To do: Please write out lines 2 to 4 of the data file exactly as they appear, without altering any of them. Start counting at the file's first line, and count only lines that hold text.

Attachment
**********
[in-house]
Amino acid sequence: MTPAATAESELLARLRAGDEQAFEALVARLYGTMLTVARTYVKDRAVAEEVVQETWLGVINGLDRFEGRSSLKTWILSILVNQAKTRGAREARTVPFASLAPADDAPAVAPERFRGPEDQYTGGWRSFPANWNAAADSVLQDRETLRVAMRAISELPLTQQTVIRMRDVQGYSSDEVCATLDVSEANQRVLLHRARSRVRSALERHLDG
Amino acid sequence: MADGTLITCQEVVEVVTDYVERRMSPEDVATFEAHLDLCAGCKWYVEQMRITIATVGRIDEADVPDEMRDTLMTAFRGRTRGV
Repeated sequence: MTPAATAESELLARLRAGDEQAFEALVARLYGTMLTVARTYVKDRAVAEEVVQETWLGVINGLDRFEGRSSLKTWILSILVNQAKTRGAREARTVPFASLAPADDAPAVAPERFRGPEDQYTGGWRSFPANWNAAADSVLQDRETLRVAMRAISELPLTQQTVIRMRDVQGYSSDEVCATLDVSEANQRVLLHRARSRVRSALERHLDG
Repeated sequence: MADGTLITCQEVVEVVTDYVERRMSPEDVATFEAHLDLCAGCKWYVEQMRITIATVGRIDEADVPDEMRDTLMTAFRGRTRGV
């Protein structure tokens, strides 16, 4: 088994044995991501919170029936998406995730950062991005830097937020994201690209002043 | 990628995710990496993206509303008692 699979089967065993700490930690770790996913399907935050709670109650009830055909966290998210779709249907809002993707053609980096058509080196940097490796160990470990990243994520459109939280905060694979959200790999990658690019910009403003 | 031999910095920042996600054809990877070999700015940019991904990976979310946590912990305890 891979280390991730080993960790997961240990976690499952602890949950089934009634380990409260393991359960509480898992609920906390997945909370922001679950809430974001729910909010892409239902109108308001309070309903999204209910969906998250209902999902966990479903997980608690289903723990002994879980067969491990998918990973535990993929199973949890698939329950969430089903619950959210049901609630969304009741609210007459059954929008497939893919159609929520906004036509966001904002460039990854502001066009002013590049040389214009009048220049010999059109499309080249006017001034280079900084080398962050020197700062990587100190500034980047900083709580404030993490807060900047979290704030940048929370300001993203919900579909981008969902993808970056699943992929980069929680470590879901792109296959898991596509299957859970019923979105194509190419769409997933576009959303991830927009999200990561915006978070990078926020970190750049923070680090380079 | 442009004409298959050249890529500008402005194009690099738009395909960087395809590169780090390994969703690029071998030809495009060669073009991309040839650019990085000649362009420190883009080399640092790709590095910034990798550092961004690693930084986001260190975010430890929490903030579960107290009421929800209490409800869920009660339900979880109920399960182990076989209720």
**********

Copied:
Amino acid sequence: MTPAATAESELLARLRAGDEQAFEALVARLYGTMLTVARTYVKDRAVAEEVVQETWLGVINGLDRFEGRSSLKTWILSILVNQAKTRGAREARTVPFASLAPADDAPAVAPERFRGPEDQYTGGWRSFPANWNAAADSVLQDRETLRVAMRAISELPLTQQTVIRMRDVQGYSSDEVCATLDVSEANQRVLLHRARSRVRSALERHLDG
Amino acid sequence: MADGTLITCQEVVEVVTDYVERRMSPEDVATFEAHLDLCAGCKWYVEQMRITIATVGRIDEADVPDEMRDTLMTAFRGRTRGV
Repeated sequence: MTPAATAESELLARLRAGDEQAFEALVARLYGTMLTVARTYVKDRAVAEEVVQETWLGVINGLDRFEGRSSLKTWILSILVNQAKTRGAREARTVPFASLAPADDAPAVAPERFRGPEDQYTGGWRSFPANWNAAADSVLQDRETLRVAMRAISELPLTQQTVIRMRDVQGYSSDEVCATLDVSEANQRVLLHRARSRVRSALERHLDG